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The Mac Weekly

The Student News Site of Macalester College

The Mac Weekly

The Student News Site of Macalester College

The Mac Weekly

Chile earthquake felt at Mac

By Peter Wright

Catherine Reagan ’11 woke-up at 3 a.m. Saturday, Feb. 27 to a rumbling sound as her bed started swaying side-to-side. When the sun came up she realized that she had felt one of the strongest earthquakes in recorded history, one of several Macalester students connected to the disaster.”We didn’t realize that entire towns would be wiped out, or that we would be without electricity for several days,” Reagan said in an e-mail.

Reagan had arrived in Santiago, Chile three days before to spend time with her cousin before going to Valparaíso for her study abroad program.

She is one of five Macalester students slated to attend programs in Chile this semester, study abroad coordinator Paul Nelson said. Two students other than Reagan had arrived in Chile when the quake hit. Nelson said they were further away from the region affected by the crisis.

The 8.8 magnitude earthquake was centered south of Santiago in the Maule region, near the city of Constitución.

Abby Gutmann-Gonzalez ’11 grew up in the Maule Region, and her parents still live there. Gonzalez said she woke-up to a phone call Saturday morning from her grandparents in Ohio saying an earthquake had occurred in Chile. She spent the rest of the day checking her Facebook and e-mail, waiting for word from Maule.

“The day was pretty awful trying to get in touch with my parents,” she said.

Gutmann-Gonzalez said her parents live in a rural mountainous area. While landline phones were still functional, the quake had knocked out her parents’ cell phone service and Internet access, the only two ways for them to communicate with her.

On Saturday night, after a full day of waiting, she finally received an e-mail from her cousin saying her parents had been in contact and they were alright.

“Not knowing was the worst part,” Gutmann-Gonzalez said.

Since then, she has also heard from all of her friends, including some who lived closer to the coast, the areas where most of the nearly 800 fatalities occurred, largely a result of the tsunami that followed the quake.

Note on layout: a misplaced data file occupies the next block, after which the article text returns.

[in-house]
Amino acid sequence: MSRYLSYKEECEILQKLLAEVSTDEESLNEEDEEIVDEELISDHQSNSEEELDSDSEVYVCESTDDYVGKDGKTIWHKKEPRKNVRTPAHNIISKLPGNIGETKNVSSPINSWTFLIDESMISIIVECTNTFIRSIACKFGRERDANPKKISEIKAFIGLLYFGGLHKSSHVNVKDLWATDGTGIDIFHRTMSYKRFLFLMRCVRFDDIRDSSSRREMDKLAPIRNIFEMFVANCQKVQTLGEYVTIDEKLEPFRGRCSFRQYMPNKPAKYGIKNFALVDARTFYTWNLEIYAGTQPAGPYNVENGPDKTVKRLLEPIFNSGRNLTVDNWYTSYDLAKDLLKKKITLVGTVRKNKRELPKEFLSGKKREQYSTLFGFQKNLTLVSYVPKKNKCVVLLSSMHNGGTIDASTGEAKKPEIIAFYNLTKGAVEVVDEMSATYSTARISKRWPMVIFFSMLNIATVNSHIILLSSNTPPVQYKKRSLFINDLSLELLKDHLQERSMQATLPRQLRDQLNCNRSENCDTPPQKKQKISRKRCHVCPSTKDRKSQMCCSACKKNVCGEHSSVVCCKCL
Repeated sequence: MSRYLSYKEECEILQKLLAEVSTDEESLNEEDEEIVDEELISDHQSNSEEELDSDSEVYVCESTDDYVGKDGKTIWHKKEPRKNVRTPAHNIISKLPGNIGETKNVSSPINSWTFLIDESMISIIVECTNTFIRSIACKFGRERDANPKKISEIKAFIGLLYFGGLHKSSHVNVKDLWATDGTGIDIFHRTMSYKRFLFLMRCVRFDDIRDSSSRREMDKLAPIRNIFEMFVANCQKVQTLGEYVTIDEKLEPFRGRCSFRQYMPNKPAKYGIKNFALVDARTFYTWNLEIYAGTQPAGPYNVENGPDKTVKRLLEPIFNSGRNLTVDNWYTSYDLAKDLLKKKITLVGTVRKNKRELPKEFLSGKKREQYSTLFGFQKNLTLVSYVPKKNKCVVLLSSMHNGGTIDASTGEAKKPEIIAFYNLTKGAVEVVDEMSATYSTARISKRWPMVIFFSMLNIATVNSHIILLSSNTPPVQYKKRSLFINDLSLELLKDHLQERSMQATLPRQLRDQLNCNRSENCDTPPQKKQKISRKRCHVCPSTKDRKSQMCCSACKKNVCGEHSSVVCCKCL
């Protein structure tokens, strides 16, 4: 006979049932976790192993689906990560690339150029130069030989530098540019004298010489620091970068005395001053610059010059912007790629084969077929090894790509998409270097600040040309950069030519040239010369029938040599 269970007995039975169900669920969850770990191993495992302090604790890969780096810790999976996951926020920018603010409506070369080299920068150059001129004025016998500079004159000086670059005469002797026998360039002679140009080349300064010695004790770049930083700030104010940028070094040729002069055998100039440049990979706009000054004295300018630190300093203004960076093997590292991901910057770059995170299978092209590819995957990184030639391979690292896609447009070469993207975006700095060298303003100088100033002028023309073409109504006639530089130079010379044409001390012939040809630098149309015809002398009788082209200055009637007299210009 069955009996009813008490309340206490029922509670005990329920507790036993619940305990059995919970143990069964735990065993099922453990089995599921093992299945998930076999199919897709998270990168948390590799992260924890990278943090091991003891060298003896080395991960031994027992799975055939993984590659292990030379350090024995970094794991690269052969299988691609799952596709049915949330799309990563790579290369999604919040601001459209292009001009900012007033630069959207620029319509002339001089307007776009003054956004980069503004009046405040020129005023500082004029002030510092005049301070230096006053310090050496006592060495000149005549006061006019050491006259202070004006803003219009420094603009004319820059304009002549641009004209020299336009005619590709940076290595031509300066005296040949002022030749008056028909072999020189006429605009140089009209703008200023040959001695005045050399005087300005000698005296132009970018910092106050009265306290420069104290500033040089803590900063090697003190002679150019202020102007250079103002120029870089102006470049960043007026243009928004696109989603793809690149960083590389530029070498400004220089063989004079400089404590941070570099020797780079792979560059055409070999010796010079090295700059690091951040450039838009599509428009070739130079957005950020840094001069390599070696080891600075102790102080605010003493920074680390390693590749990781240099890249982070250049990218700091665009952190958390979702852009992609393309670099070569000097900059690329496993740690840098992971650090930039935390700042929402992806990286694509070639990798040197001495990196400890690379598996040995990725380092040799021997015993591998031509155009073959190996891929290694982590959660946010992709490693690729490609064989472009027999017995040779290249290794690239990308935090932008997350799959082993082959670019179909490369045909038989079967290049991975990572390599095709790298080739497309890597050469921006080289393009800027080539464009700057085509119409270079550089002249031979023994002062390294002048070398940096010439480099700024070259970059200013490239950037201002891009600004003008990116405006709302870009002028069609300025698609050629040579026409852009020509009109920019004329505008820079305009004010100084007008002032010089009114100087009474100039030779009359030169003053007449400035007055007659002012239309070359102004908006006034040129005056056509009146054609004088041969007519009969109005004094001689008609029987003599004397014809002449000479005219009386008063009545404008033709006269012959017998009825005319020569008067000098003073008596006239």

“The tsunami wiped-out entire towns,” she said.

In Santiago, near the edge of the significant damage from the earthquake, Reagan said the most visible change following the first earthquake was an evacuation to the streets.

“People were worried about another quake, so they were just driving around packing their entire family into their car,” Reagan said.

She only began to understand the extent of the disaster as information from the south began trickling in. But Santiago has not completely escaped the effects of the quake.

Electricity was out and was not restored until late Tuesday, Reagan said.

“On Saturday afternoon, hours after the quake, we looked out westward and even though it was a relatively clear day for usually smoggy Santiago, it was all gray from the dust of buildings,” she said.

While the apartment where she was staying on the third floor of a building was undamaged, items were thrown to the floor in an apartment five floors above her. Reagan said the extent of damage seemed to depend on the construction of the buildings.

“The church that is the namesake of Providencia, around the corner from my cousin’s house, is closed because the steeple is in ruins,” Reagan said.

She said the grocery store near her cousin’s home was closed for several days after its ceiling collapsed. Her cousin’s maid’s house across town, Reagan said, was undamaged, although all of her dishes shattered and some of the older adobe houses in the city “just fell apart.”

“Today we went to buy more plates and glasses so she could take home the old ones, and everyone in the store was buying more plates and glasses,” Reagan said.

Reagan said she is waiting now to hear plans from her study abroad program, IFSA Butler-Valparaíso. Orientation was expected to start March 3, but that has been indefinitely extended, as many students have been unable to arrive at the damaged Santiago airport.

“University students were called to Valparaíso to help with relief efforts, but because I’m kind of waiting for my program to figure out their stuff, I can’t really go anywhere,” Reagan said.

Study abroad coordinator Nelson said most of the programs in Chile may be a little delayed in starting, but nothing has been canceled. All of the programs with Mac students have been staying in contact with the school through multiple e-mails every day, he said.

“The programs have been very good about communicating,” Nelson said.

Much of Macalester’s emergency plan for students studying abroad focuses on communication. Nelson said that since all the Mac students in Chile are safe, though, the earthquake hasn’t triggered the full plan.

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